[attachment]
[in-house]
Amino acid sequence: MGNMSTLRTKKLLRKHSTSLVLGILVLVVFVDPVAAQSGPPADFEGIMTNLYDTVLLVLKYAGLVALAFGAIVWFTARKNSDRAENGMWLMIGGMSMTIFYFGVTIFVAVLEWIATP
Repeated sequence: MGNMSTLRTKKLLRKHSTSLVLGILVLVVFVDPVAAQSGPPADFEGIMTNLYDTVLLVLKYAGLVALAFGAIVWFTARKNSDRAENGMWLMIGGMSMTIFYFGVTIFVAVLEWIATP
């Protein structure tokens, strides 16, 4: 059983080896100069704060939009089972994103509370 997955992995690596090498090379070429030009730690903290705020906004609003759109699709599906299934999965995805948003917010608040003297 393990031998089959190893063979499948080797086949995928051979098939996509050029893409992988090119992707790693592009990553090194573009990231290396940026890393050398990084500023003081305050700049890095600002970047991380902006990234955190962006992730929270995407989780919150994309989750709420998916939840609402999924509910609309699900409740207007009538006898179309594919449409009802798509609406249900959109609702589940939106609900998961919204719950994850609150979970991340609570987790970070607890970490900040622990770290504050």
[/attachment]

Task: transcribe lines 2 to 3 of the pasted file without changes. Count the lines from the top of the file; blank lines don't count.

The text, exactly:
Amino acid sequence: MGNMSTLRTKKLLRKHSTSLVLGILVLVVFVDPVAAQSGPPADFEGIMTNLYDTVLLVLKYAGLVALAFGAIVWFTARKNSDRAENGMWLMIGGMSMTIFYFGVTIFVAVLEWIATP
Repeated sequence: MGNMSTLRTKKLLRKHSTSLVLGILVLVVFVDPVAAQSGPPADFEGIMTNLYDTVLLVLKYAGLVALAFGAIVWFTARKNSDRAENGMWLMIGGMSMTIFYFGVTIFVAVLEWIATP